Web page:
Although not qualified to play in the County Championship, Tyson could represent Glamorgan in other matches. He appeared in two first-class games for Glamorgan in 1926, his first such matches in five years: he scored 8 and 0 against the touring Australian team and 79 and 1 against H. D. G. Leveson Gower’s XI at the end of the season. That was his final first-class match; in five games, he had scored 320 runs at 45.71. What happened next is slightly unclear.

Stories emerged in March 1927 that Tyson had been given a month’s leave to decide if he wished to continue playing for Glamorgan; the Western Mail reported that the Glamorgan Committee set a deadline of 16 March for him to inform them of his intentions. There were hints in some Welsh newspapers that Tyson had declined the terms offered to him; Dr. Andrew Hignell of the Glamorgan Cricket Museum informs me that this also was the impression he received from reading the Glamorgan Committee minutes. But the “official” story reported in many newspapers (not least in Yorkshire) was that Tyson had decided to return to Yorkshire owing to the illness of his wife, and Glamorgan released him from his contract in order to return to his home in Whitwood. Perhaps the most likely explanation is that the deal he signed with Glamorgan was only for a year initially, and he declined to agree an extension.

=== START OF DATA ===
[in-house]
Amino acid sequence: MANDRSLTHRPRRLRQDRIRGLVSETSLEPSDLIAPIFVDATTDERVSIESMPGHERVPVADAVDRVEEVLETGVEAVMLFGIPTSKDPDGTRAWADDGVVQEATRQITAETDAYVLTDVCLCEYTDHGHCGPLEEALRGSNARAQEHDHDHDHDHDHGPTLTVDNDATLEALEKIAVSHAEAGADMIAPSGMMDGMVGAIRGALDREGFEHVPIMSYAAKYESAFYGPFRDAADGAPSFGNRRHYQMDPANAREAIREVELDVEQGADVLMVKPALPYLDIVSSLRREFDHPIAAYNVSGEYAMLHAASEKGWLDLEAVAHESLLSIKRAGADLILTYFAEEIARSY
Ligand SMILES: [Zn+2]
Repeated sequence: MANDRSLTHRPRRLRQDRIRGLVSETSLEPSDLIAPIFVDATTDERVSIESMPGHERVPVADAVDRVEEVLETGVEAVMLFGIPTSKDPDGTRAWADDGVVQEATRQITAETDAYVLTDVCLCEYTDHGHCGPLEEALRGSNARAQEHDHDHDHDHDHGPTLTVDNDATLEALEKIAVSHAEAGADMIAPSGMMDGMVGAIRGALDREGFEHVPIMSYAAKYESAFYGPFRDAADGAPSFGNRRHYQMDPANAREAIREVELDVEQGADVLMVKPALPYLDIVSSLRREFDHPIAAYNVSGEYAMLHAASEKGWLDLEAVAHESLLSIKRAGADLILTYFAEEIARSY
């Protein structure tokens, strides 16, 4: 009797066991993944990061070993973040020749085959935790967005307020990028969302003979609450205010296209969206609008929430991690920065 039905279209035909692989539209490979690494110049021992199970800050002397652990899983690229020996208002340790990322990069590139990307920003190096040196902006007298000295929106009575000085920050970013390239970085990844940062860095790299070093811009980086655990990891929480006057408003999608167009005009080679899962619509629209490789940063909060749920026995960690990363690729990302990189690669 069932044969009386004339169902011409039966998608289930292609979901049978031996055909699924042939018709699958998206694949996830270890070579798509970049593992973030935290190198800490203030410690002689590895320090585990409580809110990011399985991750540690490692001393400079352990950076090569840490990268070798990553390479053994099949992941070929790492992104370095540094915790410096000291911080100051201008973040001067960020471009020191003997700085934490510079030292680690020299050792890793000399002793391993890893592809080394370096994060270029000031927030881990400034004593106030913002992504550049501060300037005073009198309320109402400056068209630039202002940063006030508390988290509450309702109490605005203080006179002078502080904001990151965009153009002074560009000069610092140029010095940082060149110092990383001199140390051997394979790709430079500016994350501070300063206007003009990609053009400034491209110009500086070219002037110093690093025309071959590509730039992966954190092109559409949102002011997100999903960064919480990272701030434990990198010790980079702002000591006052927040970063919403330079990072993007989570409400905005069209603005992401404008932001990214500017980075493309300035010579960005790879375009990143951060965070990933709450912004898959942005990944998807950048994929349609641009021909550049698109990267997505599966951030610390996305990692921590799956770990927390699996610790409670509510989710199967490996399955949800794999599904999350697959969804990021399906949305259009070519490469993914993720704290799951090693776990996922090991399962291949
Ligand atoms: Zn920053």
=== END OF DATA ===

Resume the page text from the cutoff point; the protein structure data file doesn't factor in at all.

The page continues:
Upon his return to Yorkshire, Tyson signed for Castleford, a team which appeared in the Leeds League, in 1927. As with his other professional contracts, he performed the dual role of professional and groundsman. His debut for the club was remarkable, but for his performance with the ball rather than the bat: he performed hat-trick, winning three successive lbw appeals. However, his form fell away from the heights of the early 1920s; he averaged a relatively low 27.54 with the bat. He continued with Castleford for many years, and captained them in later seasons, winning the Leeds League with the club in 1938. He did, however, remain close to at least some Yorkshire cricketers. The Tyson family recalled that he was friends with Herbert Sutcliffe and Wilfred Rhodes in later years.